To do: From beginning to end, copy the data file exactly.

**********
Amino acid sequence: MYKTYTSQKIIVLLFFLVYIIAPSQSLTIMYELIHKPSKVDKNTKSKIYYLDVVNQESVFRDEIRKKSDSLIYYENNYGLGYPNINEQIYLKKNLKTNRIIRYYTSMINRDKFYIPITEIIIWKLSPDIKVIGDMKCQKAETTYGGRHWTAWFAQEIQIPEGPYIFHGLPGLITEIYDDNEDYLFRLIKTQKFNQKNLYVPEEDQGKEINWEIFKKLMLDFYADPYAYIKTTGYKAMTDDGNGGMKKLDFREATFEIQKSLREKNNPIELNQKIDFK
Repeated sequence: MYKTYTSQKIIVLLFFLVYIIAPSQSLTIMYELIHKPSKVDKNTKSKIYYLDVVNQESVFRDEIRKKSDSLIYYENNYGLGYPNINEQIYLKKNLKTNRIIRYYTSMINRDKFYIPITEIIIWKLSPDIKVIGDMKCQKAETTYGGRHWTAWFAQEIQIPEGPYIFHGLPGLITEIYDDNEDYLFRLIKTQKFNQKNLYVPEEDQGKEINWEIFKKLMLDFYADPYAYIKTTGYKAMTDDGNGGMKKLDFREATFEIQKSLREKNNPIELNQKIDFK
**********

Amino acid sequence: MYKTYTSQKIIVLLFFLVYIIAPSQSLTIMYELIHKPSKVDKNTKSKIYYLDVVNQESVFRDEIRKKSDSLIYYENNYGLGYPNINEQIYLKKNLKTNRIIRYYTSMINRDKFYIPITEIIIWKLSPDIKVIGDMKCQKAETTYGGRHWTAWFAQEIQIPEGPYIFHGLPGLITEIYDDNEDYLFRLIKTQKFNQKNLYVPEEDQGKEINWEIFKKLMLDFYADPYAYIKTTGYKAMTDDGNGGMKKLDFREATFEIQKSLREKNNPIELNQKIDFK
Repeated sequence: MYKTYTSQKIIVLLFFLVYIIAPSQSLTIMYELIHKPSKVDKNTKSKIYYLDVVNQESVFRDEIRKKSDSLIYYENNYGLGYPNINEQIYLKKNLKTNRIIRYYTSMINRDKFYIPITEIIIWKLSPDIKVIGDMKCQKAETTYGGRHWTAWFAQEIQIPEGPYIFHGLPGLITEIYDDNEDYLFRLIKTQKFNQKNLYVPEEDQGKEINWEIFKKLMLDFYADPYAYIKTTGYKAMTDDGNGGMKKLDFREATFEIQKSLREKNNPIELNQKIDFK